What are the odds that such a setback will occur? No one knows. My two cents is that -- barring a major geopolitical shock or similar black swan event -- any coming correction is likely to be a slow-erosion rather than an earthquake. That's based on the assumption that investors will realize that the withdrawal of Fed stimulus is a good thing, one that will remove distortions in the financial markets and let the pricing/capital-alloca... mechanism function more effectively.

    Nonetheless, however a coming correction plays out, Eric's warnings are well-taken. If he ever decides that it's time to "head for the hills," I hope that he'll publish an article telling us so before he starts running.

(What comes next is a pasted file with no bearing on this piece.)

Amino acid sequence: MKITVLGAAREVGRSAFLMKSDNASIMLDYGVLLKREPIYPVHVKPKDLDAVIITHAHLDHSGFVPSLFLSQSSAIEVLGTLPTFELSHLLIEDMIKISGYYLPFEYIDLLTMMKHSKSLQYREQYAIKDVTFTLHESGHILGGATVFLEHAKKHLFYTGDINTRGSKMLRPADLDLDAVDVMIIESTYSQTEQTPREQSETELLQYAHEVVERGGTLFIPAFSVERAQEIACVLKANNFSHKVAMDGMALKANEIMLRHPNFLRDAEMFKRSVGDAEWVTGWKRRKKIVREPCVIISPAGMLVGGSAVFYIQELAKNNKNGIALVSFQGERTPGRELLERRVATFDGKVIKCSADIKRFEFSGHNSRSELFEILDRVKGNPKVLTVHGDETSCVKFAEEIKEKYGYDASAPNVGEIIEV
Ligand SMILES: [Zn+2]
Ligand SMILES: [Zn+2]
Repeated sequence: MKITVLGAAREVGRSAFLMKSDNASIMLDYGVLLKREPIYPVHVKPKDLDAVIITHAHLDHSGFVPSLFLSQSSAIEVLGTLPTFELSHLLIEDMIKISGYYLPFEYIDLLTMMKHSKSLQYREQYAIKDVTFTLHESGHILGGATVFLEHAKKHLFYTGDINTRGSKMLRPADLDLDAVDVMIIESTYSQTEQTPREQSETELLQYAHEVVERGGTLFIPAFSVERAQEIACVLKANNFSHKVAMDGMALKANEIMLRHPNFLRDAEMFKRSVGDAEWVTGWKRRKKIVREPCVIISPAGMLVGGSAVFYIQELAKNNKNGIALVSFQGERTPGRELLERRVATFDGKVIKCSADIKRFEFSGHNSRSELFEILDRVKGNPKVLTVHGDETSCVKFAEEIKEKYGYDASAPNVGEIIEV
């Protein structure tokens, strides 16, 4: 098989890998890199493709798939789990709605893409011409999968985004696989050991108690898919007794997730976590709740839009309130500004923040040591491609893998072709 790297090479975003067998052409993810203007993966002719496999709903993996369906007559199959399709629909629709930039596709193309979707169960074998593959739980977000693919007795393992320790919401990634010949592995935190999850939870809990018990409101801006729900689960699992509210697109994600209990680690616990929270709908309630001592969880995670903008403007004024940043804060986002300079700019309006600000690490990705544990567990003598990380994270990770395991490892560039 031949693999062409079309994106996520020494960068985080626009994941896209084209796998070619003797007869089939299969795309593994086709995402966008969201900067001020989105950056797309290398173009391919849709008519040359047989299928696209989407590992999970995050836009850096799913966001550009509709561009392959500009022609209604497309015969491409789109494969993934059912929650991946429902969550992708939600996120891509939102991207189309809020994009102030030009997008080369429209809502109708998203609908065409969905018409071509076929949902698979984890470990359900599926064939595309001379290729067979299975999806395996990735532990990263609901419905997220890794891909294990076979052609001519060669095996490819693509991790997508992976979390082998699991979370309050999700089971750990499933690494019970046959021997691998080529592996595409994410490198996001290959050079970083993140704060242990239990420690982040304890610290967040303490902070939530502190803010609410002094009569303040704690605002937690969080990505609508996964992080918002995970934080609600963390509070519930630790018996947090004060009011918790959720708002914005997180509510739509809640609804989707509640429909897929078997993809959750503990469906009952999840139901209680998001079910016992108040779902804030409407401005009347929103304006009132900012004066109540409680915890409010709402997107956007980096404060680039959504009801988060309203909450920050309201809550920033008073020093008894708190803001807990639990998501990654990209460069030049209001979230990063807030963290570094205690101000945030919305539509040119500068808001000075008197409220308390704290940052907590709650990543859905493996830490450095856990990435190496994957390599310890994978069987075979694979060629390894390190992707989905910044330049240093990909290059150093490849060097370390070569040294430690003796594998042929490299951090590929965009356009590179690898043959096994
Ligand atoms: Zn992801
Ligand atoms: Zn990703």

Sep 16, 2014. 10:30 AM | 6 Likes Like |Link to Comment
  • Gazprom: High Dividend Yield + Some Upside Potential [View article]
    This is from the Financial Times, Sep. 6:

    "Russia's Gazprom Bank and oil producer Gazprom Neft will fall under new sanctions approved by the European Union on Friday, Reuters cited an EU diplomat as saying. The sanctions reportedly include a new ban on raising capital in the 28-nation bloc.

    "The sanctions were agreed against Russia for its alleged role in the Ukrainian crisis, the diplomatic source said.

    "According to The Financial Times, which managed to obtain a document outlining the sanctions, all Russian state-controlled companies with assets of more than one trillion rubles (US$27 billion) that receive more than half their revenue from “the sale or transportation of crude oil or petroleum products” will be hit by the ban.""
    Sep 8, 2014. 01:05 PM | 1 Like Like |Link to Comment